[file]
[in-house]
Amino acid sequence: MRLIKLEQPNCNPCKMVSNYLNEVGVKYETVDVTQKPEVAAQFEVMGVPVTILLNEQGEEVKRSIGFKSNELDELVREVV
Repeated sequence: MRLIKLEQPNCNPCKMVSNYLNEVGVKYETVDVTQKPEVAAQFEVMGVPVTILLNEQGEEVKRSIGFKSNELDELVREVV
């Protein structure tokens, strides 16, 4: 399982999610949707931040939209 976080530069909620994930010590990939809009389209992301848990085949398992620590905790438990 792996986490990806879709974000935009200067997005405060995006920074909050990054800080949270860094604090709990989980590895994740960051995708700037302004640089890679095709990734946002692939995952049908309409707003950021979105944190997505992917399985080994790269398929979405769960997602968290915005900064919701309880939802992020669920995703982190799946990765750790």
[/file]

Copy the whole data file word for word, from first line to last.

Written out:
[in-house]
Amino acid sequence: MRLIKLEQPNCNPCKMVSNYLNEVGVKYETVDVTQKPEVAAQFEVMGVPVTILLNEQGEEVKRSIGFKSNELDELVREVV
Repeated sequence: MRLIKLEQPNCNPCKMVSNYLNEVGVKYETVDVTQKPEVAAQFEVMGVPVTILLNEQGEEVKRSIGFKSNELDELVREVV
């Protein structure tokens, strides 16, 4: 399982999610949707931040939209 976080530069909620994930010590990939809009389209992301848990085949398992620590905790438990 792996986490990806879709974000935009200067997005405060995006920074909050990054800080949270860094604090709990989980590895994740960051995708700037302004640089890679095709990734946002692939995952049908309409707003950021979105944190997505992917399985080994790269398929979405769960997602968290915005900064919701309880939802992020669920995703982190799946990765750790």